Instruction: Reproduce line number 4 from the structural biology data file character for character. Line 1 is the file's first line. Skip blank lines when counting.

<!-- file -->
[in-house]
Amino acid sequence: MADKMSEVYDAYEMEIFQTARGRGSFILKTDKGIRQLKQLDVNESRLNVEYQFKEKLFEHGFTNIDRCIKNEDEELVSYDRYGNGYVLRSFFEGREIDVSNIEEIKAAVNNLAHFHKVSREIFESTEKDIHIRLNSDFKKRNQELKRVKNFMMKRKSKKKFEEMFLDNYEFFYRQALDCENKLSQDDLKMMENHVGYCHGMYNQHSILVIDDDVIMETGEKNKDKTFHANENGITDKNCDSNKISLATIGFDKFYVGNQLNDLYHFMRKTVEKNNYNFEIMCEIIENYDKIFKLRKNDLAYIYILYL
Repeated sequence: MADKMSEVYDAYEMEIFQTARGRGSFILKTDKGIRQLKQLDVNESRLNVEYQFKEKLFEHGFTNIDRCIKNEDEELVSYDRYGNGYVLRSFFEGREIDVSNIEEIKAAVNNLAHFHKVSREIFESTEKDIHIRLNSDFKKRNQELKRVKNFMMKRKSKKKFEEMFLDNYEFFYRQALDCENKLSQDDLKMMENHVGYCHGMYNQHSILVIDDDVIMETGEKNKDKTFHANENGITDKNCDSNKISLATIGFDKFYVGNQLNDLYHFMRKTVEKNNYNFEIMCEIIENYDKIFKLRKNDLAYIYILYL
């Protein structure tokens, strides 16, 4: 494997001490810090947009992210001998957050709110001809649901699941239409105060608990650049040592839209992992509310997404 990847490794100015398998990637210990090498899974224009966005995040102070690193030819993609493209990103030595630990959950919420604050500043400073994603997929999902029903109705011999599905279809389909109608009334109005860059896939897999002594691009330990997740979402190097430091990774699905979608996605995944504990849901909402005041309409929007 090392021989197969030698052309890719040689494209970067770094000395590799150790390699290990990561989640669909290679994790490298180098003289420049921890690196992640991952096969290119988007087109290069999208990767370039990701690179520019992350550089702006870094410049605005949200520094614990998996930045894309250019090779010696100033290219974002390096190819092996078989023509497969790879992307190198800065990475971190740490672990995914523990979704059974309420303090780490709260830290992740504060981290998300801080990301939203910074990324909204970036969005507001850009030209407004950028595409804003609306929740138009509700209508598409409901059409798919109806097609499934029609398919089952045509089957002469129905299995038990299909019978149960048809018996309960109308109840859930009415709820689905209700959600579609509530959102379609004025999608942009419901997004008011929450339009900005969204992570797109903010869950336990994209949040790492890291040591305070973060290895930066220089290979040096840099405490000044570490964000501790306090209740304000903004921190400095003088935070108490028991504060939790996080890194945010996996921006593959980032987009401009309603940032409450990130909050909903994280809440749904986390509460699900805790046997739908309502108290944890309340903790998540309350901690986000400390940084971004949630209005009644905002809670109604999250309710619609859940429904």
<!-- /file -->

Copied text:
């Protein structure tokens, strides 16, 4: 494997001490810090947009992210001998957050709110001809649901699941239409105060608990650049040592839209992992509310997404 990847490794100015398998990637210990090498899974224009966005995040102070690193030819993609493209990103030595630990959950919420604050500043400073994603997929999902029903109705011999599905279809389909109608009334109005860059896939897999002594691009330990997740979402190097430091990774699905979608996605995944504990849901909402005041309409929007 090392021989197969030698052309890719040689494209970067770094000395590799150790390699290990990561989640669909290679994790490298180098003289420049921890690196992640991952096969290119988007087109290069999208990767370039990701690179520019992350550089702006870094410049605005949200520094614990998996930045894309250019090779010696100033290219974002390096190819092996078989023509497969790879992307190198800065990475971190740490672990995914523990979704059974309420303090780490709260830290992740504060981290998300801080990301939203910074990324909204970036969005507001850009030209407004950028595409804003609306929740138009509700209508598409409901059409798919109806097609499934029609398919089952045509089957002469129905299995038990299909019978149960048809018996309960109308109840859930009415709820689905209700959600579609509530959102379609004025999608942009419901997004008011929450339009900005969204992570797109903010869950336990994209949040790492890291040591305070973060290895930066220089290979040096840099405490000044570490964000501790306090209740304000903004921190400095003088935070108490028991504060939790996080890194945010996996921006593959980032987009401009309603940032409450990130909050909903994280809440749904986390509460699900805790046997739908309502108290944890309340903790998540309350901690986000400390940084971004949630209005009644905002809670109604999250309710619609859940429904």